William Wirt Calkins

(29 May 1842– 9 July 1914)

The University of North Carolina at Chapel Hill Herbarium (NCU) curates both vascular plants and lichens collected by William Wirt Calkins.  All six vascular plant specimens are ferns, and they were given to NCU in 2002 as a gift from the Jesup Herbarium of Dartmouth College (HNH).  They were all collected in 1888-1889 in Florida and Tennessee, and Calkins signed his name as “W. W. Calkins” on the specimens.

NCU curates 45 lichen specimens collected by Calkins.  They are from a much greater geographic area — Alaska (1), California (1), Illinois (7), New York (1), Tennessee (22), South Carolina (1), and Florida (31).  Many are undated, but those that do have dates are from 1888-1892.  Most are signed “W.W.C.”  It is not entirely clear that Calkins was the collector of the lichen from Alaska; it may have been sent to him for determination.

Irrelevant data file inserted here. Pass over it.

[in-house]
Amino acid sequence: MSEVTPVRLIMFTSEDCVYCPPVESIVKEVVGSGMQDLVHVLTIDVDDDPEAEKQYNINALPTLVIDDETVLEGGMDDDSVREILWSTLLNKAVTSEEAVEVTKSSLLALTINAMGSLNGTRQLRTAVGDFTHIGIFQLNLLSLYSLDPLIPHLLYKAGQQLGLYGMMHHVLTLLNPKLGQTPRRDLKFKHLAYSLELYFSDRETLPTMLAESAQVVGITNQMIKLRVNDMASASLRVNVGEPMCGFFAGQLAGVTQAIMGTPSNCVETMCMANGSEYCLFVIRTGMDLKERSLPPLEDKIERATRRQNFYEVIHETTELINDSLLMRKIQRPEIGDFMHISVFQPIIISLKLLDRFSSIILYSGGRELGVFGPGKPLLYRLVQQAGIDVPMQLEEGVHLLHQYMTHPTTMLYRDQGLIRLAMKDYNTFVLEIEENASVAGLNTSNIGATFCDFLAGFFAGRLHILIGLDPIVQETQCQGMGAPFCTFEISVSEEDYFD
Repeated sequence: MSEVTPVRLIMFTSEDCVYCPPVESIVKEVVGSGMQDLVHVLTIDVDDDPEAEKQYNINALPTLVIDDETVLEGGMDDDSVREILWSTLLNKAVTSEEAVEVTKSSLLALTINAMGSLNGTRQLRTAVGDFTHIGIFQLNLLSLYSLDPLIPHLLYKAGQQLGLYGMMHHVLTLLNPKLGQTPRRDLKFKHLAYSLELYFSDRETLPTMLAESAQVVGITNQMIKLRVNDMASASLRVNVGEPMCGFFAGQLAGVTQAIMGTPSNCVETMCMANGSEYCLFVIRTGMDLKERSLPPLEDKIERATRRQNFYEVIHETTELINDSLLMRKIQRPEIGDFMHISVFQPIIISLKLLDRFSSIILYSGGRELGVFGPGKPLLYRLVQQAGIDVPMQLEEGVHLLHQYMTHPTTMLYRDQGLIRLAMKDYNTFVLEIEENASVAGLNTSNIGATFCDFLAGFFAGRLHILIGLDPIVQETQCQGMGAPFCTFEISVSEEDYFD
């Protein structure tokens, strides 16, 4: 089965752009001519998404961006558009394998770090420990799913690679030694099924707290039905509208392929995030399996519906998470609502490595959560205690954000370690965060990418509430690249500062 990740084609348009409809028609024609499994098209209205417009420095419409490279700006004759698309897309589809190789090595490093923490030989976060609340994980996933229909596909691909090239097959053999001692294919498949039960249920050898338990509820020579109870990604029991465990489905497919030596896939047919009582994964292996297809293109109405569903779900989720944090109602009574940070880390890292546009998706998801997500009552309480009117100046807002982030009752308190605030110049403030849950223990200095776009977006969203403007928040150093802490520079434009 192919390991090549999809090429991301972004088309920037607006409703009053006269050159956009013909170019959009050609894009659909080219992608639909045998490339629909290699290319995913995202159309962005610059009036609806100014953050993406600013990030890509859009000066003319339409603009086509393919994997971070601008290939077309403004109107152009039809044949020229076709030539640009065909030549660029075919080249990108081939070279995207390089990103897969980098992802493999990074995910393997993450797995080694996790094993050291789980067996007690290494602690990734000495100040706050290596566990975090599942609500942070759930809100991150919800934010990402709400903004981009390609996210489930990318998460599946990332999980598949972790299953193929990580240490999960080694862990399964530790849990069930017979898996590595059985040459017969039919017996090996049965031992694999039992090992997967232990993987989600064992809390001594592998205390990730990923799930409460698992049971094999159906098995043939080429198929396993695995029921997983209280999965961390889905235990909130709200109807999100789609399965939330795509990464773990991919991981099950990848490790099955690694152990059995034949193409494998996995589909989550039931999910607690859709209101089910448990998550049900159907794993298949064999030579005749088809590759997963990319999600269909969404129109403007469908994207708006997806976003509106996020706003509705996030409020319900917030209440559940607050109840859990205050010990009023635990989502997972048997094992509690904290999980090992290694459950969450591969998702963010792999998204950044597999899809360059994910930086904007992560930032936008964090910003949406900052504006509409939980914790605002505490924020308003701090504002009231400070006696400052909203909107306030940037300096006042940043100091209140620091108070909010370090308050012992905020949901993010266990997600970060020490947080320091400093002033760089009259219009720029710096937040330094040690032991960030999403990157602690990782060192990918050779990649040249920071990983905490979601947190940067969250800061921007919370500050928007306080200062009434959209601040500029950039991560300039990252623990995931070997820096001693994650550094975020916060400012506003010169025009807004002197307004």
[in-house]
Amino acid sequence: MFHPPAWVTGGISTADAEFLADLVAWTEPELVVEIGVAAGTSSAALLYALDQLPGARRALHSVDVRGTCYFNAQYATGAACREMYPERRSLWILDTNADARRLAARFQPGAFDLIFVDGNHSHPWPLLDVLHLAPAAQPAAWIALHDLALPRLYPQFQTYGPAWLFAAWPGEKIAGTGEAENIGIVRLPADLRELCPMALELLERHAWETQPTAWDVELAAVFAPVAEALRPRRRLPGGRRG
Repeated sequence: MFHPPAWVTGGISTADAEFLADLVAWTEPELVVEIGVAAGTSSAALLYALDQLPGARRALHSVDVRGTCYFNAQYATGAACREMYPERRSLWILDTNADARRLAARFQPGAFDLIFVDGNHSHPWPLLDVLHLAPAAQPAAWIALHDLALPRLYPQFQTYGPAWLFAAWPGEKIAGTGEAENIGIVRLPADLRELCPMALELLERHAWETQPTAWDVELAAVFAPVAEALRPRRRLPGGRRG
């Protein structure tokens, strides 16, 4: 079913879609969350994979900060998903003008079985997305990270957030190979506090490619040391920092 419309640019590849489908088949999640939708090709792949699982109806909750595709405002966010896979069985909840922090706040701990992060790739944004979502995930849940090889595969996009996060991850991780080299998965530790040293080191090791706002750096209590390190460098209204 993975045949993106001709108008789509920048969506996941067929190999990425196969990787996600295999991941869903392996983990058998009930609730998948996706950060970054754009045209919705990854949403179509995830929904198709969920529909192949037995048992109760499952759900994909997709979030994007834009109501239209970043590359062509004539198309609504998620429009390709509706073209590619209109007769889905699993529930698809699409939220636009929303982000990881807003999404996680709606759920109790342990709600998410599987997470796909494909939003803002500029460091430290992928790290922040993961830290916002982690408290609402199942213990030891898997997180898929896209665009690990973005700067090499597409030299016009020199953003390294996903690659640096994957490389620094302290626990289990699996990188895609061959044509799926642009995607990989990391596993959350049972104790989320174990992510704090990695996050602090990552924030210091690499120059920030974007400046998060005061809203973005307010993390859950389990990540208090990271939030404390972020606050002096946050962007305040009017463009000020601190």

Other herbaria which curate specimens collected by Calkins include:  Academy of Natural Sciences (PH: vascular, bryophytes, lichens & algae), Brigham Young University (BRY: bryophytes), Carnegie Museum of Natural History (CM: vascular), Francis Marion University (CHAS: vascular), Field Museum (F: vascular, bryophytes, lichens & algae), New York Botanical Garden (NY: vascular, bryophytes, lichens & algae), Putnam Museum of History and Natural Sciences (BDI: vascular), University of Illinois at Urbana-Champaign (ILL: vascular & bryophytes), University of Michigan (MICH: vascular, bryophytes & lichens), University of Notre Dame (ND: vascular), University of Wisconsin, Madison (WIS: vascular & lichens), and University of Wisconsin, Stevens Point (UWSP: vascular), Norwegian University of Science and Technology (TRH: bryophytes), Duke University (DUKE: bryophytes & lichens), Harvard Herbaria (FH: bryophytes & lichens), University of Gothenburg (GB: bryophytes & lichens), Missouri Botanical Garden (MO: bryophytes), New York State Museum (NYS: bryophytes), North Dakota State University (NDA: bryophytes), Rutgers University (CHRB: bryophytes), Université de Montréal (MT: bryophytes), Florida Museum of Natural History (FLAS: bryophytes & lichens); University of Vermont (VT: bryophytes), Iowa State University (ISC: lichens), Arizona State University (ASU: lichens), University of Minnesota (MIN: lichens), Canadian Museum of Nature (CANL: lichens), Cornell University (CUP: lichenss), Lund University (LD: lichens), Michigan State University (MSC: lichens), Morton Arboretum (MOR: lichens), University of Oslo (O: lichens), New Brunswick Museum (NBM: lichens), Ohio State University (OS: lichens), Oregon State University (OSC: lichens), Santa Barbara Botanic Garden (SBBG: lichens), Louisiana State University (LSU: lichens), Swedish Museum of Natural History (S: lichens), Auburn University (AUA: lichens), Smithsonian Institution (US: lichens), University of Alaska Museum of the North (ALA: lichens), University of British Columbia (UBC: lichens), University of California (UC: lichens), University of Colorado, Boulder (COLO: lichens), University of Kansas (KANU: lichens), University of Nebraska (NEB: lichens), University of Vermont (VT: lichens), Miami University (MU: lichens), Yale University (YU: lichens).1,2